Warts on other parts of the body, such as the hands, are caused by different types of HPV. Contact with these warts does not seem to cause genital warts.
Warts may appear within several weeks after sexual contact with an infected person, they may take months to appear, or they may never appear. This makes it hard to know exactly when or from whom you got HPV.
What are the symptoms of HPV?
Genital warts are growths or bumps that appear on the vulva, in or around the vagina or anus, on the cervix, and on the penis, scrotum, groin or thigh. They may be raised or flat, single or multiple, small or large. Some cluster together, forming a cauliflower-like shape.
Sometimes HPV causes changes in the cells just under the surface of the skin that can’t be seen, in other words are there but are invisible. Doctors or nurses can find these ‘microscopic HPV changes’ only with the help of special instruments.
Sometimes people do not notice warts because they are inside the vagina, or on the cervix, or in the anus. In addition, they are often flesh coloured and painless. In rare cases they cause symptoms such as itching, pain or bleeding.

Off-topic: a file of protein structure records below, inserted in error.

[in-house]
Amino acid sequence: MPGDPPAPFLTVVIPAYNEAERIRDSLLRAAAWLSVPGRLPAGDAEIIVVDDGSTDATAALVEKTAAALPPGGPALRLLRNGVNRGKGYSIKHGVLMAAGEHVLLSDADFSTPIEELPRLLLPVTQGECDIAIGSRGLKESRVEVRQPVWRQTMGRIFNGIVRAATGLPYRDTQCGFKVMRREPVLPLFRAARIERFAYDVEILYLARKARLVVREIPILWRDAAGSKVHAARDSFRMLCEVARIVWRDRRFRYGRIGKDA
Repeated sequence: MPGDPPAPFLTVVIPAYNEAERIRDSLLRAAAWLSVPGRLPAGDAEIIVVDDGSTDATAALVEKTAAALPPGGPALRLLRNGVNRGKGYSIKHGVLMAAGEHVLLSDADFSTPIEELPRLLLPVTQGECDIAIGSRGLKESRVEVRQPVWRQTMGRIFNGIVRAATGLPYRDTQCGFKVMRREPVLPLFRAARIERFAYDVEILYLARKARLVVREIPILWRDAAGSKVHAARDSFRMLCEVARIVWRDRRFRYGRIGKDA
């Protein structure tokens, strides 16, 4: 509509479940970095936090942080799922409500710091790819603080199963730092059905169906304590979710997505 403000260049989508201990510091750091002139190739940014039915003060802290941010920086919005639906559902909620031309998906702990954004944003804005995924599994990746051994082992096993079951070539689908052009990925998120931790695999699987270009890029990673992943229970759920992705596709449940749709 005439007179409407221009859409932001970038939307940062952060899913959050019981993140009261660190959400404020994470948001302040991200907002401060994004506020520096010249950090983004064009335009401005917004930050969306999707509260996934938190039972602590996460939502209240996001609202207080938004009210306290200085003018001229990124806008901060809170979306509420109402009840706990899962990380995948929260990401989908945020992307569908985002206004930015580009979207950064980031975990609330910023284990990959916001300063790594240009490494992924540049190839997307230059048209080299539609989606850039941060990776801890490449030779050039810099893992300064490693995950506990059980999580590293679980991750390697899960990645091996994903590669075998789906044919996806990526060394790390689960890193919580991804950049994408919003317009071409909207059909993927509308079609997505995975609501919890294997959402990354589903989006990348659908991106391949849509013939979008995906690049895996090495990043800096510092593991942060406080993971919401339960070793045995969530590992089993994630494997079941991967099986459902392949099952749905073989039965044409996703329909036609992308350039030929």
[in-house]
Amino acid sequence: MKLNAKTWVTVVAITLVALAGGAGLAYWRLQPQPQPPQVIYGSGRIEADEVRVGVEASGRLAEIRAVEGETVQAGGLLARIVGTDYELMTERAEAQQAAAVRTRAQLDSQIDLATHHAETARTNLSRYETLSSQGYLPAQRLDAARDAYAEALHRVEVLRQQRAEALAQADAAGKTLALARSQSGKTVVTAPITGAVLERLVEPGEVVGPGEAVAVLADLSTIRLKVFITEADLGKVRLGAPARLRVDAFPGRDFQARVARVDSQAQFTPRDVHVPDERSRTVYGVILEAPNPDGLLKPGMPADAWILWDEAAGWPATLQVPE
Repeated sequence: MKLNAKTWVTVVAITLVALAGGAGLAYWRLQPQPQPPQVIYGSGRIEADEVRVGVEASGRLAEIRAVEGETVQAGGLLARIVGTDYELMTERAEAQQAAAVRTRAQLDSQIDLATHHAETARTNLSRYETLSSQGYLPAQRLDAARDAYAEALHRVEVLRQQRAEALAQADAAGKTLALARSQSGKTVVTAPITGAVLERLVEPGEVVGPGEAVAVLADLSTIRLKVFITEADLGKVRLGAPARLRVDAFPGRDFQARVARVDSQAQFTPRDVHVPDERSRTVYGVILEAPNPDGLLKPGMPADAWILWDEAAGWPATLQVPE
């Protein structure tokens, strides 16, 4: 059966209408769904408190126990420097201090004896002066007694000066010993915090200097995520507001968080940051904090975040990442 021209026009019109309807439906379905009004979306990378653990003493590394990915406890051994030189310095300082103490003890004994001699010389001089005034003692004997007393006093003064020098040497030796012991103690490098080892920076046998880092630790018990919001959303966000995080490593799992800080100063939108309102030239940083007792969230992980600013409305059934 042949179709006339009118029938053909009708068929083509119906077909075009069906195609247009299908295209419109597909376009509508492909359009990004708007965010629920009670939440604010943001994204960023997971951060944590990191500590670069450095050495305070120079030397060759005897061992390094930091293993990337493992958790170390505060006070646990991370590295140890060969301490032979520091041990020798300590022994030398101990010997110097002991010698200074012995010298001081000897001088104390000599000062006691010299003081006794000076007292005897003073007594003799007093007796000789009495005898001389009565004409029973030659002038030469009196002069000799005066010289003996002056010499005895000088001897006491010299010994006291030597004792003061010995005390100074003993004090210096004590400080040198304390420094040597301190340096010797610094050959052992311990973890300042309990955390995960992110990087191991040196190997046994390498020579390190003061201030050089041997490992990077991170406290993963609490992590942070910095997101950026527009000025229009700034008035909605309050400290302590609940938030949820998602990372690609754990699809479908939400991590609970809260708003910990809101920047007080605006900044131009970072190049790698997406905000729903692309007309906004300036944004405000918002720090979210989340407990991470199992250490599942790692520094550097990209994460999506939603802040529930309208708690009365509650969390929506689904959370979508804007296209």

For women, an abnormal cervical smear may be the first warning sign that HPV is present, though a cervical smear is not a test for HPV.
How serious is HPV?
If you have not had the HPV vaccination most of us [80%] are likely to have an HPV infection at some stage in our lives. If you have had the HPV vaccination this will protect you from getting HPV.
HPV that causes warts is not a serious infection, is easily treated, and usually disappears on its own. However, genital HPV that can't be seen can cause skin cell changes that, if not found and treated, can lead to cancer.
Genital HPV can be prevented by vaccination, which is most effective if given before you become sexually active. It is currently free for males and females aged between 9 and 26 years inclusive (up to your 27th birthday). Ask your nurse or doctor about it.
How do I get tested for HPV?